Asteroid 2018 FK5 passed by the Earth at a distance of about 150 200 km (0.39 times the average distance between the Earth and the Moon, or 0.10% of the distance between the Earth and the Sun), slightly before 1.30 pm GMT on Friday 30 March 2018. There was no danger of the asteroid hitting us, though were it to do so it would not have presented a significant threat. 2018 FK5 has an estimated equivalent diameter of 4-13 m (i.e. it is estimated that a spherical object with the same volume would be 4-13 m in diameter), and an object of this size would be expected to explode in an airburst (an explosion caused by superheating from friction with the Earth's atmosphere, which is greater than that caused by simply falling, due to the orbital momentum of the asteroid) in the atmosphere between 43 and 28 km above the ground, with only fragmentary material reaching the Earth's surface.
2018 FK5 was discovered on 28 March 2018 (two days before its closest approach to the Earth) by the University of Arizona's Mt. Lemmon Survey at the Steward Observatory on Mount Lemmon in the Catalina Mountains north of Tucson. The designation 2018 FK5 implies that the asteroid was the 235th object (object K5) discovered in the second half of March 2018 (period 2018 F).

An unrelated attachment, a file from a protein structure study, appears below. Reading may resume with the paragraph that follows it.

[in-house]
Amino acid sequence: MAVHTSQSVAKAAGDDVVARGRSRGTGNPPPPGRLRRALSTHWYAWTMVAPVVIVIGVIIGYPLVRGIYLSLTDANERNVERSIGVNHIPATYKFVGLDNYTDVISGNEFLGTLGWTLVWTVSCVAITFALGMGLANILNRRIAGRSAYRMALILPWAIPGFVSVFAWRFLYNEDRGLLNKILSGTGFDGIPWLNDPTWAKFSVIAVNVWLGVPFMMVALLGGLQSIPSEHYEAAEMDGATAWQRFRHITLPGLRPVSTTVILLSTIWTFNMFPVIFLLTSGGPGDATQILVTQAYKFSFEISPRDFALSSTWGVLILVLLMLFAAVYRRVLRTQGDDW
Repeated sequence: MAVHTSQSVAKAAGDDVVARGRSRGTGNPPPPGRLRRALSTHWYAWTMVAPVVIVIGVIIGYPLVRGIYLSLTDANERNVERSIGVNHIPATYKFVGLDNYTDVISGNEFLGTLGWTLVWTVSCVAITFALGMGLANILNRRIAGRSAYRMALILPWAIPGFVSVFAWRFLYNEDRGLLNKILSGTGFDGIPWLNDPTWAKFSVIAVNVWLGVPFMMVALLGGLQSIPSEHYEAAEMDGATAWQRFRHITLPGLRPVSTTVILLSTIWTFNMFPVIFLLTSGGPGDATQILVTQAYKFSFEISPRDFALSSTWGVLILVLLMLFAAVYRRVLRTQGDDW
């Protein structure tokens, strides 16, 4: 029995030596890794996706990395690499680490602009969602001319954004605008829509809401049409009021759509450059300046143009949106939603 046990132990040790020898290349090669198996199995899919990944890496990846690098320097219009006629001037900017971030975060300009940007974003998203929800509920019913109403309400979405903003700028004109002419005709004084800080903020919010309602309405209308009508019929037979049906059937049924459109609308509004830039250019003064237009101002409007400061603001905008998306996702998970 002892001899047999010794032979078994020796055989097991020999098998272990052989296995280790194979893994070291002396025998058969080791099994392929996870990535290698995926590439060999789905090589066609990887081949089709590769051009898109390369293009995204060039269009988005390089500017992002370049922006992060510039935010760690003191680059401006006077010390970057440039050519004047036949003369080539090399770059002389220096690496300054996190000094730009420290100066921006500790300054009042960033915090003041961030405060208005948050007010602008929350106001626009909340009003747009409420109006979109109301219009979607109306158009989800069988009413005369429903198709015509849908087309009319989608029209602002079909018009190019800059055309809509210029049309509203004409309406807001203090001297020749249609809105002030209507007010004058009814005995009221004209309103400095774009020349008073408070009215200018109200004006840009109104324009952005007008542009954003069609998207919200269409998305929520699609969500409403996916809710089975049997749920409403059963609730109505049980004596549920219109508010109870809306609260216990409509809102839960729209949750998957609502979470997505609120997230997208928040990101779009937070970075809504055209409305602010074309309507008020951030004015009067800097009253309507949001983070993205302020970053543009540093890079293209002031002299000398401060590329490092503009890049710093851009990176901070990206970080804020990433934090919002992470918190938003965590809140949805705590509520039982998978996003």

2018 FK5 has a 400 day orbital period and an eccentric orbit tilted at an angle of 12.1° to the plane of the Solar System, which takes it from 0.74 AU from the Sun (i.e. 74% of he average distance at which the Earth orbits the Sun, slightly outside the orbit of the planet Venus) to 1.38 AU from the Sun (i.e. 138% of the average distance at which the Earth orbits the Sun). It is therefore classed as an Apollo Group Asteroid (an asteroid that is on average further from the Sun than the Earth, but which does get closer). This means that the asteroid has occasional close encounters with the Earth, with the last thought to have happened in October 2008 and the next predicted in October 2019. The asteroid also has occasional close encounters with the planet Venus, with the last thought to have happened in December 2011.
Follow Sciency Thoughts on Facebook.